It’s inspiring when children want to get involved in efforts to help save animals. Maybe they want to help the 6.5 million animals that enter U.S. shelters every year by promoting adoption. Or perhaps educate people about how wild habitats are being destroyed by plastic pollution, climate change, and deforestation. It gives us hope that future generations will continue the work so many people have dedicated their lives to, and shows the world that you’re never too young to make a difference.
When a child expresses interest in a cause, sometimes it’s hard to know where to start. But whatever cause they choose, it’s important to support them in their efforts. Having the support of the adults in their life will build confidence, and help them become more compassionate individuals. Here are a few easy (and fun) ways to help children get involved in helping animals and making our world a better place.
1. Hold a Donation Drive
Shelters and animal rescue organizations rely heavily on donated items to help care for animals, and no donation is too small. Children can ask their friends to bring donations instead of presents for a birthday party, ask their teacher if they can place a donation bin in their classroom, or hold a neighborhood donation drive.
If you’re not sure what to buy, check out the organization’s website for a “wish list” of items they need most. A shelter that recently received an abandoned litter of puppies or kittens might need milk replacer, or perhaps they’re running low on blankets and toys to help keep animals cozy and occupied in their kennels. When it’s time to drop off the donations, invite the children along (if allowed) so they can see the animals that will benefit from their donations.
2. Plan a Fundraiser
Nonprofit organizations rely on donations to help fund not only animal care costs, but educational programs and rescue efforts. Planning a fundraiser is a good alternative to a donation drive for organizations that are in need of program funding as opposed to animal care costs, such as animal protection organizations or those focused on habitat preservation.
Set up a donation box in the classroom or use an online fundraising platform that can be shared on social media. There are a lot of organizations out there, so it’s one that you’re not familiar with, it’s always a good idea to do a bit of research first to make sure the organization is reputable.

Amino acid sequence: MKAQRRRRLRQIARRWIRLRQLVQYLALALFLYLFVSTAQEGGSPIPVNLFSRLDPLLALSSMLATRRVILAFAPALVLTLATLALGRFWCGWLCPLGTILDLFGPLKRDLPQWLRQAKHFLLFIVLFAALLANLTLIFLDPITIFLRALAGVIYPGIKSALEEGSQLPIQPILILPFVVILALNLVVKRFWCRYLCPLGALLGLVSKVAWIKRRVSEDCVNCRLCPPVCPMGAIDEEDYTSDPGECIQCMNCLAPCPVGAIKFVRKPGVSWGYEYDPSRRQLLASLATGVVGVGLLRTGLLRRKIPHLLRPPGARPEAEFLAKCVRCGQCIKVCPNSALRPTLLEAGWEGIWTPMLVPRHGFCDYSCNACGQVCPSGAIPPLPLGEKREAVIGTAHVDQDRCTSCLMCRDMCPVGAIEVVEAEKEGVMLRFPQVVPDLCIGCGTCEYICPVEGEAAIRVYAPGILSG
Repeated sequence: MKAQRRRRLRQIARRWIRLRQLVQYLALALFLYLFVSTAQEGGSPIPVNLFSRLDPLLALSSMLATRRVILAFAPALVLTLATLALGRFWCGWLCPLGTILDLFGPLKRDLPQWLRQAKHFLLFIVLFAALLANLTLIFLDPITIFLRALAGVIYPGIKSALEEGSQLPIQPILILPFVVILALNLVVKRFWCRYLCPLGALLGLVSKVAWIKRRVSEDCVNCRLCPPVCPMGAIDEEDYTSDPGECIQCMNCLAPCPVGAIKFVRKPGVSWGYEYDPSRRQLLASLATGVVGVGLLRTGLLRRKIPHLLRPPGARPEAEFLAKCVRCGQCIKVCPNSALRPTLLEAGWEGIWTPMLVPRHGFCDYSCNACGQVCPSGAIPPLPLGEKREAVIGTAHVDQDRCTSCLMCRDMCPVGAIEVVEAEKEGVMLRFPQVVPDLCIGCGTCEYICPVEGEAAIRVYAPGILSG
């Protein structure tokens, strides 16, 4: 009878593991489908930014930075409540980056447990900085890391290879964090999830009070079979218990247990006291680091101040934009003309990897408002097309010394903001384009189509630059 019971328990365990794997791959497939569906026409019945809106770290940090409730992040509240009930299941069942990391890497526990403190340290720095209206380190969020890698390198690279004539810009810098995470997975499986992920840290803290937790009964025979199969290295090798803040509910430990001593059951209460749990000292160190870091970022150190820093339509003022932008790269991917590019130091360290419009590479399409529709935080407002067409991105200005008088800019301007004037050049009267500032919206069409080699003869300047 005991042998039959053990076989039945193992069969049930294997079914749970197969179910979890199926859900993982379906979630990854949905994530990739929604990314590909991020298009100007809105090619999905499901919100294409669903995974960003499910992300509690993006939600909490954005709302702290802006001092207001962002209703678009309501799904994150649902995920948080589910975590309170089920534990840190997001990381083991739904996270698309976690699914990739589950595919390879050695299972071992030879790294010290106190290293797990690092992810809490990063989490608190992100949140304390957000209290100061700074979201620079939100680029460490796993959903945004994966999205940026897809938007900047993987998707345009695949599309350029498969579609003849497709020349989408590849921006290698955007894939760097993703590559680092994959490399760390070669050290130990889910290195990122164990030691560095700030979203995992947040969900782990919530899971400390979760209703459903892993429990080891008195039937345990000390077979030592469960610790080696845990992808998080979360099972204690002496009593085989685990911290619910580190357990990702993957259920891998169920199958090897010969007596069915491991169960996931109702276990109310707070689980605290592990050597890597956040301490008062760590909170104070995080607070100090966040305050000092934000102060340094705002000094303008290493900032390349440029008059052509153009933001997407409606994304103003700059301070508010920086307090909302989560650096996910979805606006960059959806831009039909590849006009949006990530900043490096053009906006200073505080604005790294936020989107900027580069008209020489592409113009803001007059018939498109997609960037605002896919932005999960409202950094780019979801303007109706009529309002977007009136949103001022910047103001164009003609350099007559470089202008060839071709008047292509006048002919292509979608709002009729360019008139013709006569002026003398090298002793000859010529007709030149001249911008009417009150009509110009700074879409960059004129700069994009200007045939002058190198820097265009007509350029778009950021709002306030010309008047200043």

3. Volunteer at an Animal Shelter or Sanctuary
Nothing compares to hands-on interaction with animals, whether it’s cuddling sweet kittens, walking dogs or feeding horses. And encouraging children to volunteer with animals helps teach them the importance of caring for others in a fun, yet meaningful way. Some organizations have age restrictions due to liability reasons, so always make sure you check first before visiting. If your child prefers a more quiet activity, a shelter reading program could be the perfect fit.
Check with your local animal shelter or animal sanctuary to see if they offer day camps or other fun summer activities that involve working with animals. Remember to keep an open mind by thinking beyond traditional shelters with dogs, cats, and small animals. There are also rescue groups and sanctuaries for horses and farm animals, meaning kids can have the opportunity to interact with and learn about a variety of animal species.
4. Work to Spread Awareness
Education is key in helping to raise awareness about causes, and children of all ages can get involved in advocacy work. Engage children in a letter-writing campaign to let elected officials know that younger constituents want their voices heard. Ideas include a letter to encourage city council members to enact a pet store ordinance or do away with discriminatory breed-specific legislation. They can also write to educate them about animal welfare concerns tied to circuses and other forms of animal entertainment.
School projects provide the perfect opportunity to educate classmates about animal welfare topics too. Some topic ideas are pet adoption, how plastic pollution affects marine animals, and how to help save animals from extinction.
5. Teach Compassion at Home
Compassion starts at home. Instead of using trips to zoos and aquariums as a learning activity, engage them in activities where they’ll learn about the humane treatment of animals.
It’s important for children (and adults) to learn that animals are not toys or here for our entertainment; they’re beautiful, intelligent creatures that deserve to be treated with compassion — and it’s our job to help protect them.
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